I started reading a book entitled Lassoing the Sun while here in Acadia. The author, Mark Woods, spent a year traveling to twelve different national parks. Ironically, the very first chapter, January, takes place here in Maine at Acadia National Park. One of the points of the year was to get a different glimpse into the parks and where they’re going into the future. People are, of course, the greatest asset to the parks, but the concern is that the greatest asset is also becoming a great obstacle, as more and more treat the parks as vacation destinations rather than the place of wonder and exploration in which they were created.
I couldn’t help but think of that as I was hiking Beech Mountain today. There seemed to be a lot more people than the last time I had visited. As I hiked along, from time to time I also just sat and tried to take in what was before me. With stops, though, came the passing through of people, who often felt like a distraction to the solitude that would often accompany each stop along the way. I often wondered if they had even recognized that I was sitting there, usually off to the side or at least somewhat off the path. I heard two women who were discussing whether their hair color was natural. I heard two gentlemen discussing their tax brackets. What maybe most struck me, though, was a young family that came traipsing along. I saw, first-hand, the intersection of generations in relation to the natural world.
There they were, the grandparents and grandkids going off to pick blueberries. The kids were beyond excited at the view and the enormous number of berries that surrounded them, overlooking Long Pond. It was so great to witness their excitement for something so simple as the body of water below, which sparked a wow, a sense of wonder that was exuding them. But like the others that passed through, there were the others that were more concerned about the lighting for their photo and selfies, a phone intercepting the natural beauty before them. They quickly tried to pull the kids out of the bushes for the perfect photo, a memory, rather than allowing the kids to be one with this natural world which has so much to teach each of us, and to simply be kids of wonder and adventure.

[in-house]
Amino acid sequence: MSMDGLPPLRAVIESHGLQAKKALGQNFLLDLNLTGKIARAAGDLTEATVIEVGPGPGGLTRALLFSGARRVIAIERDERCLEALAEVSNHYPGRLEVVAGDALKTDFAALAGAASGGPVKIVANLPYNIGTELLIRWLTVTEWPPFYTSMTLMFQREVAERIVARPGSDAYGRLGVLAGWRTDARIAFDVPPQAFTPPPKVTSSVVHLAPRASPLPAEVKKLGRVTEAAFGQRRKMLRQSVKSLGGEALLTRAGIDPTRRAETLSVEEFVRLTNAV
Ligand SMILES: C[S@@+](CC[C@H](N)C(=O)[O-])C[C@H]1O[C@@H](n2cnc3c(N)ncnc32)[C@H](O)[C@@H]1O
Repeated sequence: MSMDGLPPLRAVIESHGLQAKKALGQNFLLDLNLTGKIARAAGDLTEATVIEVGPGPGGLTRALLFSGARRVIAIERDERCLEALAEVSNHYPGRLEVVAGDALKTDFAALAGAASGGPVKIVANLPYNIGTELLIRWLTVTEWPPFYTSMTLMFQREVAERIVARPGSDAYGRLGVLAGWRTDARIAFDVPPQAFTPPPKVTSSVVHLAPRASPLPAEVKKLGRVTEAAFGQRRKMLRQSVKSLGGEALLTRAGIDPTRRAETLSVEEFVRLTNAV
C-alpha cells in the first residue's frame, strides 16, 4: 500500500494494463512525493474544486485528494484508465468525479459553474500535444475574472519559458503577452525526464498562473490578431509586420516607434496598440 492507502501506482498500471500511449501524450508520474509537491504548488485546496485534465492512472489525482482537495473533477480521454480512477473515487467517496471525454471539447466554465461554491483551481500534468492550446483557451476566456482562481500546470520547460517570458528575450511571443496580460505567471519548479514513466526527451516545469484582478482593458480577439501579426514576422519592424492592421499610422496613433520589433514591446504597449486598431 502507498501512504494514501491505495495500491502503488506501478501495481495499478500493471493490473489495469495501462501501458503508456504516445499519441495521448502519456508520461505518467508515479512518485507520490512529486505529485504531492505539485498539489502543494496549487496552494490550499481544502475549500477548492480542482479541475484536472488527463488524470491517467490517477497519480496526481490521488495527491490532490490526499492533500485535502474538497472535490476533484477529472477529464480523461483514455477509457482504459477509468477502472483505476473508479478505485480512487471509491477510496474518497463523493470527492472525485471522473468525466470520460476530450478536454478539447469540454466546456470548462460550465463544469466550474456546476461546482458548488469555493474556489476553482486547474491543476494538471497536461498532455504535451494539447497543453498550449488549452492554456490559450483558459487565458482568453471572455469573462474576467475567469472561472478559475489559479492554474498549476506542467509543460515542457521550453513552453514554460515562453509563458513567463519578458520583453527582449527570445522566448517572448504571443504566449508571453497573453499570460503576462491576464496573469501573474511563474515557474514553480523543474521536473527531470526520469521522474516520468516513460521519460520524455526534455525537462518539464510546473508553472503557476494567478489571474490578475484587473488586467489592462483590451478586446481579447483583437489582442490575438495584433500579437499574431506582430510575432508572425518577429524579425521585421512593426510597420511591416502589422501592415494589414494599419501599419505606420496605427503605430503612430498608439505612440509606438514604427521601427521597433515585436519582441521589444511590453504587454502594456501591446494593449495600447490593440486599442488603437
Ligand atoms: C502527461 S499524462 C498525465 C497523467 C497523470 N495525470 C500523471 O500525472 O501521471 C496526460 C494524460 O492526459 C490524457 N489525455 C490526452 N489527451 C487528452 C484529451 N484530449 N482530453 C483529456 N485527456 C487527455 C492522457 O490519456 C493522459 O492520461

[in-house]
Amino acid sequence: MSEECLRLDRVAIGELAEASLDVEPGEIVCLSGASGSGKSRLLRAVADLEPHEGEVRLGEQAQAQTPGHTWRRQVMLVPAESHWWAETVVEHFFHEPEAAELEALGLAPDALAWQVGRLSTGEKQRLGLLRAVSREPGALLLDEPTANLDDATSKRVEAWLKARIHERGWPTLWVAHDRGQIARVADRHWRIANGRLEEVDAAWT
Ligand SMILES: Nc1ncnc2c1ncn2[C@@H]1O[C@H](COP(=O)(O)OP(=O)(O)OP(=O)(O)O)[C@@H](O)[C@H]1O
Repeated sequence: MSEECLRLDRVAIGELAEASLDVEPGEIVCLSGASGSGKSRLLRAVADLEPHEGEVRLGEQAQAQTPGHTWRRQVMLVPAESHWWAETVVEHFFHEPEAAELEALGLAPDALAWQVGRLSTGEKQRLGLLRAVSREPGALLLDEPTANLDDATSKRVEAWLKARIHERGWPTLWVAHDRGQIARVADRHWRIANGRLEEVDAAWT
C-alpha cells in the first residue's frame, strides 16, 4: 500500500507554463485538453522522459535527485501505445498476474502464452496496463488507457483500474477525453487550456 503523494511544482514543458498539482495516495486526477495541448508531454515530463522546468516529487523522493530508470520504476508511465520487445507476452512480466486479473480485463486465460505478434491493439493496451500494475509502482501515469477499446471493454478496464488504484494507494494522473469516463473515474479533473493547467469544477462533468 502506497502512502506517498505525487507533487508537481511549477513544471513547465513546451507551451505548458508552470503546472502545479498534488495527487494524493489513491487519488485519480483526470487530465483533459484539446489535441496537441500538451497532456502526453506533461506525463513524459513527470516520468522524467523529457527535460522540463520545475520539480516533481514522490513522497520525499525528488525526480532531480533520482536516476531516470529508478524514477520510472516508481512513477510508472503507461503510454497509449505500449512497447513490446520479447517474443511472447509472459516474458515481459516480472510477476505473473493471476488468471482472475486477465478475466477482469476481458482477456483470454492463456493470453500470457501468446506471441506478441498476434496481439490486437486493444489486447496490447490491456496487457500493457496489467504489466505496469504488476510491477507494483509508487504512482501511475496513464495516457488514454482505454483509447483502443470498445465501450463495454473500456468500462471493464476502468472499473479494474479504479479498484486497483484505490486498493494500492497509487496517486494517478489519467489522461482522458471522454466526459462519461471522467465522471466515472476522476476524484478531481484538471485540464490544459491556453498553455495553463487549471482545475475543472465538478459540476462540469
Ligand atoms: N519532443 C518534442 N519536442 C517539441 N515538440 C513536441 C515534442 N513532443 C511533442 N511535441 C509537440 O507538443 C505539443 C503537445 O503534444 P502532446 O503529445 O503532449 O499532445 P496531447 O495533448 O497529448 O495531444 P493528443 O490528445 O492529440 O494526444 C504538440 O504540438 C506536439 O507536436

It stuck with me all day, thinking of that interaction. At times I found the people a distraction and oblivious to where they were and what we were a part of. I had to tell myself time and again that I’m making judgment about them. It all just seemed to lack depth. As I sat there, now on the outermost rock formation, relaxing and taking it in, I noticed how artificial the world too looked around me, as if like the phone, even my eyes acted as an interception to the wonder. There was a stillness in the air, prior to the rain moving in, and everything seemed untouched and motionless. When no one was around, all you can hear were far off voices in the distance of people passing through. It wasn’t until I got down into the thick of it that I began to see otherwise. I had to go beneath what I had seen with my eyes to begin to see a world of life at my fingertips, as if all the critters were going about their business before the anticipated weather.
As the day grew on, the air chilled and the rain began to fall; I listened to it bounce off my jacket, zipped to the top. It’s July but feels more like Fall here in Acadia. The silence, as the rain began to fall, seemed to deepen and any distractions and noise had fallen to a hush. Sure, I should be able to find solitude anywhere, but none in the way out in nature, in places like this, which has a way of folding you into her arms and holding you, embracing you, and for those final moments in Acadia today it was there. It was present. I was present, no longer needing to feel frustrated and annoyed with the people that passed through, somehow taking from me what I wanted from this time. They too are on their own journey but it didn’t have to stop me from mine, of moving these days to being one with creation with one great act of Love showing the way. It’s much too easy to separate from others and judge. In reality it does say more about us than them. If I can be grateful for anything it’s that I was even aware of what was going on within me, leading me to my own adventure and wonder in my heart. Ever so gently and slowly, nature has a way of revealing ourselves to us in a way like none other. In the quiet, in the solitude, the truth begins to reveal itself and the truth then sets us free to wonder and explore not only the great outdoors but the inner depths of the soul’s landscape being revealed in spite of and before our very eyes.